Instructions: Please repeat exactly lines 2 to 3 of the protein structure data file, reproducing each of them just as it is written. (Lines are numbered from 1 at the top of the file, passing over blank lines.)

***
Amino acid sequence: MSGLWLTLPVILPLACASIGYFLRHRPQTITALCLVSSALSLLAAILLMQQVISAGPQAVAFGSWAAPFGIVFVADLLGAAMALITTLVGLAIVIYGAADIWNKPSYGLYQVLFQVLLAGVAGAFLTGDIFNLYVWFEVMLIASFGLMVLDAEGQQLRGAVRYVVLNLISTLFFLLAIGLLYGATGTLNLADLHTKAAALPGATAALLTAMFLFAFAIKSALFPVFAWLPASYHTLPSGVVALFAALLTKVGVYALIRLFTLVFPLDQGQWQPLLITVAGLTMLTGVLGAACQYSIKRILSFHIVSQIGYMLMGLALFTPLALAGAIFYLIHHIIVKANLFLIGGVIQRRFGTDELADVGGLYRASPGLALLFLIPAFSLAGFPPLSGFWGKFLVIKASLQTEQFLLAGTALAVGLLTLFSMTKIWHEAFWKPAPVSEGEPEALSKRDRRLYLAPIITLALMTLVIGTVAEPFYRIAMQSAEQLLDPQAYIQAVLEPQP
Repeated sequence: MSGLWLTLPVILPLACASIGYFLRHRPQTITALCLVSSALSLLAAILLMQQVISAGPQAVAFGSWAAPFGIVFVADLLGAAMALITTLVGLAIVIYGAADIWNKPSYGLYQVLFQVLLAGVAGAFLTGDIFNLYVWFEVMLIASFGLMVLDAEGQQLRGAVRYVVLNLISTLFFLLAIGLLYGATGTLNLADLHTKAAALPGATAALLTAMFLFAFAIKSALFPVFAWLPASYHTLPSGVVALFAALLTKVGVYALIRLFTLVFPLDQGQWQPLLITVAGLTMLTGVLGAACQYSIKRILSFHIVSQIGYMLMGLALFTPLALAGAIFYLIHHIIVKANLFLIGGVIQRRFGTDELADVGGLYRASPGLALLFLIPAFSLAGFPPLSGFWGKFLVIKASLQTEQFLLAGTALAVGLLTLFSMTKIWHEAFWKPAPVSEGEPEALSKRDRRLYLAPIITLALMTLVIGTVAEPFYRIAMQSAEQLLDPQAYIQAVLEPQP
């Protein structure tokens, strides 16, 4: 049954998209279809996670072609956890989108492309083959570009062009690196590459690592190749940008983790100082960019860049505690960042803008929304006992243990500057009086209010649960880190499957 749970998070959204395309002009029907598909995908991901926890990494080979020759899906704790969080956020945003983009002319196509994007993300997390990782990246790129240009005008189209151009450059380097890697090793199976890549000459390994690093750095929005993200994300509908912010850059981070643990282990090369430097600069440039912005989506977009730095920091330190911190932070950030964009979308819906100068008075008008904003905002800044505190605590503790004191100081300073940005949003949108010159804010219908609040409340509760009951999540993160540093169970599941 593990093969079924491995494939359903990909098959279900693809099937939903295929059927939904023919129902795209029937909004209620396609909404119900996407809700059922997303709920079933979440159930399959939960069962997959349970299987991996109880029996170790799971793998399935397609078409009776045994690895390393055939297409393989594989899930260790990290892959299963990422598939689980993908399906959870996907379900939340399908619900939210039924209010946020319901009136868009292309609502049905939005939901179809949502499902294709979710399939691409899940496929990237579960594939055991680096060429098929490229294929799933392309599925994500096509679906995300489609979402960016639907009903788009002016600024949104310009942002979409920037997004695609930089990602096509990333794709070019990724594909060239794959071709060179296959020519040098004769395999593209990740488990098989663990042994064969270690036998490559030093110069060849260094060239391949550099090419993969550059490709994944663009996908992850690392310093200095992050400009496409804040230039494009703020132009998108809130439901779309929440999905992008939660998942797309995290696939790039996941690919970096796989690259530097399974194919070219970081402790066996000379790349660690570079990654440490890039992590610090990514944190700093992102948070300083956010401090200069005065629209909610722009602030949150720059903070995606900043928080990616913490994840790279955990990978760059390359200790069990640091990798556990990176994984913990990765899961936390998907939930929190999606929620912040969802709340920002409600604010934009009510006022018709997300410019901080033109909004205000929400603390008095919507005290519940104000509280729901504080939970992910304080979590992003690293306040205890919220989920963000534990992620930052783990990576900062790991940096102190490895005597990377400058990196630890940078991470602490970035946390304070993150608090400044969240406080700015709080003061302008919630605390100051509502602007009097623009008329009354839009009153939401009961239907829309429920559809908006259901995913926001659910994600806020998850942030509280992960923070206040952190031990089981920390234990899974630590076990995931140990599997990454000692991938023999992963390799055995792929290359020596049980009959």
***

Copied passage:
Repeated sequence: MSGLWLTLPVILPLACASIGYFLRHRPQTITALCLVSSALSLLAAILLMQQVISAGPQAVAFGSWAAPFGIVFVADLLGAAMALITTLVGLAIVIYGAADIWNKPSYGLYQVLFQVLLAGVAGAFLTGDIFNLYVWFEVMLIASFGLMVLDAEGQQLRGAVRYVVLNLISTLFFLLAIGLLYGATGTLNLADLHTKAAALPGATAALLTAMFLFAFAIKSALFPVFAWLPASYHTLPSGVVALFAALLTKVGVYALIRLFTLVFPLDQGQWQPLLITVAGLTMLTGVLGAACQYSIKRILSFHIVSQIGYMLMGLALFTPLALAGAIFYLIHHIIVKANLFLIGGVIQRRFGTDELADVGGLYRASPGLALLFLIPAFSLAGFPPLSGFWGKFLVIKASLQTEQFLLAGTALAVGLLTLFSMTKIWHEAFWKPAPVSEGEPEALSKRDRRLYLAPIITLALMTLVIGTVAEPFYRIAMQSAEQLLDPQAYIQAVLEPQP
């Protein structure tokens, strides 16, 4: 049954998209279809996670072609956890989108492309083959570009062009690196590459690592190749940008983790100082960019860049505690960042803008929304006992243990500057009086209010649960880190499957 749970998070959204395309002009029907598909995908991901926890990494080979020759899906704790969080956020945003983009002319196509994007993300997390990782990246790129240009005008189209151009450059380097890697090793199976890549000459390994690093750095929005993200994300509908912010850059981070643990282990090369430097600069440039912005989506977009730095920091330190911190932070950030964009979308819906100068008075008008904003905002800044505190605590503790004191100081300073940005949003949108010159804010219908609040409340509760009951999540993160540093169970599941 593990093969079924491995494939359903990909098959279900693809099937939903295929059927939904023919129902795209029937909004209620396609909404119900996407809700059922997303709920079933979440159930399959939960069962997959349970299987991996109880029996170790799971793998399935397609078409009776045994690895390393055939297409393989594989899930260790990290892959299963990422598939689980993908399906959870996907379900939340399908619900939210039924209010946020319901009136868009292309609502049905939005939901179809949502499902294709979710399939691409899940496929990237579960594939055991680096060429098929490229294929799933392309599925994500096509679906995300489609979402960016639907009903788009002016600024949104310009942002979409920037997004695609930089990602096509990333794709070019990724594909060239794959071709060179296959020519040098004769395999593209990740488990098989663990042994064969270690036998490559030093110069060849260094060239391949550099090419993969550059490709994944663009996908992850690392310093200095992050400009496409804040230039494009703020132009998108809130439901779309929440999905992008939660998942797309995290696939790039996941690919970096796989690259530097399974194919070219970081402790066996000379790349660690570079990654440490890039992590610090990514944190700093992102948070300083956010401090200069005065629209909610722009602030949150720059903070995606900043928080990616913490994840790279955990990978760059390359200790069990640091990798556990990176994984913990990765899961936390998907939930929190999606929620912040969802709340920002409600604010934009009510006022018709997300410019901080033109909004205000929400603390008095919507005290519940104000509280729901504080939970992910304080979590992003690293306040205890919220989920963000534990992620930052783990990576900062790991940096102190490895005597990377400058990196630890940078991470602490970035946390304070993150608090400044969240406080700015709080003061302008919630605390100051509502602007009097623009008329009354839009009153939401009961239907829309429920559809908006259901995913926001659910994600806020998850942030509280992960923070206040952190031990089981920390234990899974630590076990995931140990599997990454000692991938023999992963390799055995792929290359020596049980009959």